This article is my end-of-show wrap up, with notes on a variety of announcements and things. It compares Groovy to BeanShell, describes great new announcements like AJAX and Hibernate, and takes a look at a radically new concept that was a major theme of the show--EASE OF USE enhancements coming up in J2EE, NetBeans, and Java Studio Creator.
It was a great show, with some exciting new technologies to cover including
Groovy, JackPot, and the NetBeans Colloboration APIs. The final day had some
good stuff, but at the end of the day I still had my socks on (translation:
no earth-shattering revelations occurred), so I decided it was time to write
my traditional "wrap up" article.
A funny thing happened on the way to writing that article, though. So many ideas were spinning around in my head that it took a week to capture them all. Those thoughts will appear in an upcoming series of articles. But now, at last, here is my wrap-up article for JavaOne 2005. It covers:
BeanShell vs. Groovy--Which Script Engine is Right for You? #
As I wrote in It's
a Groovy Day!, Groovy is one sexy scripting engine. But BeanShell
has been around for quite awhile. In fact, it pioneered the whold concept of
scripting engines for the JVM. Here then, are some reasons why you might want
to choose BeanShell:
"Pure" Java syntax. Groovy has added it's own
syntax, using square brackets to create lists for example, and adding ==~
as a pattern-matching operator for Strings. Since BeanShell restricts itself
to existing Java syntax, it never has to worry about a future incompatibility
with the Java language
Smaller footprint. Beanshell is tiny--a minute fraction
of Groovy's size. If you need a scripting engine in a cellphone, this is
the one to use.
Faster. In addition to beeing smaller, BeanShell doesn't
build classes. Groovy has a runtime dependency on ASM, a tool that builds
byte codes for classes dynamically. After building a class, Groovy runs
it. BeanShell skips all that and interprets your scripts directly.
Dynamic. BeanShell creates a small stub that the JVM thinks
is a class it's executing. That creates the interesting capability to hack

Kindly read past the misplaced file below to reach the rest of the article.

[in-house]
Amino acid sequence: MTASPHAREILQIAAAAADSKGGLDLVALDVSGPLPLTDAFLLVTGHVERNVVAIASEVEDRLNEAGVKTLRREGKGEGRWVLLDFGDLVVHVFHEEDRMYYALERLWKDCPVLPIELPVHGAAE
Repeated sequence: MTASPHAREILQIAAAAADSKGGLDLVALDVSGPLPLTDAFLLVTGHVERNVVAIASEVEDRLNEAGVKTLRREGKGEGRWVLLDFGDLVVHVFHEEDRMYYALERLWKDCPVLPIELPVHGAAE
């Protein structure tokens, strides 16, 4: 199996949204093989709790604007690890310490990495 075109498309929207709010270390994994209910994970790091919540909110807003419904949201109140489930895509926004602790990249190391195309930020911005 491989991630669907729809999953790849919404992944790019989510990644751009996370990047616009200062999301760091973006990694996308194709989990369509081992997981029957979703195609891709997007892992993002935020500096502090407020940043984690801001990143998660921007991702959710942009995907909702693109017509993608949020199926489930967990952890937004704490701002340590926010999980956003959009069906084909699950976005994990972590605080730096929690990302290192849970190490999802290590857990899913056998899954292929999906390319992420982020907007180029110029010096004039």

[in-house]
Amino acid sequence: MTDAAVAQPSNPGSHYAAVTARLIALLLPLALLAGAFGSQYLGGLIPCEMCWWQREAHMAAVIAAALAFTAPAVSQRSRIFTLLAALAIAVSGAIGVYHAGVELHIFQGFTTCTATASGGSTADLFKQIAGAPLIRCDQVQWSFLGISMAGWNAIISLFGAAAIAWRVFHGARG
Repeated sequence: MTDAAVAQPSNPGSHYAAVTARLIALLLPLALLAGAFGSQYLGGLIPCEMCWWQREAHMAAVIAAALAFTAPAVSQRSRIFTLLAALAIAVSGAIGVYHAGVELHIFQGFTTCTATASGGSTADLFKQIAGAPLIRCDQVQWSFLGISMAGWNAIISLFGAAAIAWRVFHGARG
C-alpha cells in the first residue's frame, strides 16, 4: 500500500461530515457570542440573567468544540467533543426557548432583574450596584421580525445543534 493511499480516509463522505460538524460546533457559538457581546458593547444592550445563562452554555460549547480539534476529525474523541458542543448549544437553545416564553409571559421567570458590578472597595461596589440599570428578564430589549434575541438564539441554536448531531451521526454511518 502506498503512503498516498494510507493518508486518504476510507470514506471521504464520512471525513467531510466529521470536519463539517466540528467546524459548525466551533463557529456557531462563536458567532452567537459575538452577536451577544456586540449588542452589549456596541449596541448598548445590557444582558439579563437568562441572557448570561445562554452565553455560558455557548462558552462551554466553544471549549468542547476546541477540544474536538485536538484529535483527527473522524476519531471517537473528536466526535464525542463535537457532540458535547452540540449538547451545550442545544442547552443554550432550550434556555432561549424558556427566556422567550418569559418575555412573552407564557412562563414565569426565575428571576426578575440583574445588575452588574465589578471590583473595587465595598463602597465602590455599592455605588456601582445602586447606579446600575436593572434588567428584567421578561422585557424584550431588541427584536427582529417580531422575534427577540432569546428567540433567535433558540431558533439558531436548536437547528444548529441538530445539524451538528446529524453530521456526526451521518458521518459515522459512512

a BeanShell script while it's running as part of a servlet, so you don't
have recycle the servlet to test your changes.
Available today. It's there now. It runs. No waiting.
Here, on the other hand, is the short list of reasons why you might prefer
to use Groovy as your scripting engine:
It's sexy. Things like pattern-matching operators really
float my boat. I find that stuff a great selling point. I want my language
to make it easy to do the things I do frequently.
It's powerful. The ability to apply closures
(unnamed blocks of code) to whole collections using commnads like Collection.each,
Table.eachRow, and File.eachLine let you get a lot done
in a few lines of code.
It's cool. It's sexy. And it's powerful. What's not to
It's compilable. It's already building classes, so all
it has to do is save the classes so you can run them directly or use them
in your application.
It solves "point of pain" use cases for developers. The
ability to add functionality to ANT scripts and replace XSLT for XML processing
are just two of the many areas in which the language has been explicitly
designed to solve problems for developers.
I never got to see this, but from the sound of things, it's going to make web
applications virtually indistinguishable from their desktop cousins. The Asynchronous
that let you smoothly pan across a map, for example, instead of jumping from
screen to screen. Apparently, the image buffering goes on in the background,
so it's transparent to the user (depending on network traffic, I'm guessing).
Fromt the sound of things, Ajax is going to usher in an era of truly distributed
computing, where the application you're running over the web is indistinguishable
from one running on the desktop, without requiring a monstrous connection speed.
It could also let a web-based email client load messages in the background and
let the user scroll through them, instead of paging through 25 at a time..
Hibernate was getting a lot of buzz at the show. I never got a chance to look
at it, but I'm told it's a lot easier to use than JDBC. Apparently, it uses
reflection to persist your objects to a relational database in an intelligent,
query-able way (rather than saving them as Binary Large Objects (BLOBs), for
I saw this tagline on a slide at the convention: "NetBeans 4.1 is not
your father's NetBeans". From where I'm sitting, that looks like the truth.
There are plenty of new features on the way in NetBeans,
Restart your application "on the fly", to speed up the test-run-debug
Refactoring that includes EJBs as well as server code.
"Logical" project view, to hide files that provide the "plumbing"
Code folding, to hide event-listeners and other such wiring, so you can
focus on application logic
Drag and drop external resources, like an EJB, database, or JMS messenger.
Wrappers are automatically constructed so you don't have to.
And all of that is in additon to a great suite of tools for testing, refactoring,
and debugging server-side apps and client apps.
Java Studio Creator--To Simplify Web Development #
Due out later this year, Java Studio Creator is an IDE based on NetBeans that